Wildlife and landscape photographer
The savannah in flames

The savannah in flames

In the endless plains of Botswana, in the heart of Chobe National Park, the savannah is burning.
The land of the Lions is dying of repeated fires.
During my last trip I was able to witness incredible scenes of vegetation in flames, the fire spreading its procession of ashes and smoke for miles around.
Surrounded by flames, it was sometimes difficult to navigate the track through the vegetation. In the bush, bright orange walls pushed by the hot wind progressed at high speed, burning everything in their path.
After a brief moment of hesitation and a salutary reverse to get away from the blaze, we still decided to cross the flames in order to take shelter.
At the end of the day, as night fell over Africa, the horizon stood out from all darkness, illuminated by fires worthy of a pyrotechnic show. At the very end, the red gates of hell for small beasts, reptiles and micro-mammals unable to escape.
The next day, the earth covered with a black coat offered nothing of the spectacle for which we were preparing by imagining the safari.
The birds were taking advantage of the situation by reveling in the many burnt insects, the herbivores had left the place and the Lions had to be satisfied with the few diehards who had decided to stay.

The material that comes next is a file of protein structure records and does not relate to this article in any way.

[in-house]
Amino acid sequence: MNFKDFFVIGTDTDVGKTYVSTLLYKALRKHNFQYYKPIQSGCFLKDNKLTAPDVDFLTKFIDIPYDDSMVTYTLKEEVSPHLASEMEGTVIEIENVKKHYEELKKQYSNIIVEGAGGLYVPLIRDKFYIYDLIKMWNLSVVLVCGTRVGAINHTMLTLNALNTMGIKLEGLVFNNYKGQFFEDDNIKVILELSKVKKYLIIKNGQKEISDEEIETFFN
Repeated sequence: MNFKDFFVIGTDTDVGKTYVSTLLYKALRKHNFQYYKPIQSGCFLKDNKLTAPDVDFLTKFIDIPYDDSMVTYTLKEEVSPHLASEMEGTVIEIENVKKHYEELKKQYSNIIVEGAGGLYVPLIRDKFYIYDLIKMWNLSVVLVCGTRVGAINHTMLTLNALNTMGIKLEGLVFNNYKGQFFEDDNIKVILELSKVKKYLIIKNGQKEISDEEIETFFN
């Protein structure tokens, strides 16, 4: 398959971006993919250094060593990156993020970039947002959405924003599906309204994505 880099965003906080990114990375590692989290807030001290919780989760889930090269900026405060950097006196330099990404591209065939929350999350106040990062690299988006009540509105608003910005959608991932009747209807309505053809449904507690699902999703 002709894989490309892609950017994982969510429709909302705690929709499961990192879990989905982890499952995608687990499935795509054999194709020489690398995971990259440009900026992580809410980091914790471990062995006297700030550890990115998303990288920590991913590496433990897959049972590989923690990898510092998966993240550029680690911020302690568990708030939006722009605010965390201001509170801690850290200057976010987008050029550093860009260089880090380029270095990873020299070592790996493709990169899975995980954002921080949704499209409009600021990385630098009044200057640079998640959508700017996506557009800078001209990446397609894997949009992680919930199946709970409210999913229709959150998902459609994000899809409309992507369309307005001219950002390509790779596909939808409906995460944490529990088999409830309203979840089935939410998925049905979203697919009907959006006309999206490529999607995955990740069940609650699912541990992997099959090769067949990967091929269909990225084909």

But as we continued our journey through the bush. A question came to mind. How and why do these important fires start?
By questioning my guide a first explanation reaches my ears. According to him, these fires are necessary to regenerate the savannah a few weeks before the rainy season. The burnt grass will quickly be replaced by fresh, tender grass, appreciated by herbivores, as soon as the first rains fall. Fire is said to have the power to kill ticks and reduce the spread of disease. It is also very beneficial for tourism, by fixing the herbivores, the carnivores are well fed and the show goes on. Moreover, the shaved savannah facilitates observations. The fires would therefore be started voluntarily?
The second explanation that will be provided to me is accidental. The empty bottles that people happily swing in nature, the uncontrolled campfires by tourists traveling independently with their rental car, all accentuated by the extreme drought, could be at the origin of these disasters.
In both cases, the situation is not without consequences. Indeed if we follow the first reasoning, this would mean that the decisions taken to start these fires are only with the aim of improving tourism and the observation of large fauna, to the detriment of micro-fauna. and small mammals that will no longer be able to fulfill their role and contribute to the balance of the ecosystem. Each species has its role and each individual occupies a place necessary to maintain the balance. Out of control, they also endanger the lives of tourists who lack experience and can be caught in the flames.
In the second case, these repeated fires provide sad proof that global warming is indeed here and that, if it is still necessary to convince the skeptics, it is taking on particularly worrying proportions. The long periods of drought coupled with intense heat accentuate the risks and when the fire starts it quickly becomes uncontrollable. The savannah is burning, the wind is accelerating its progression and thousands of hectares are going up in smoke.
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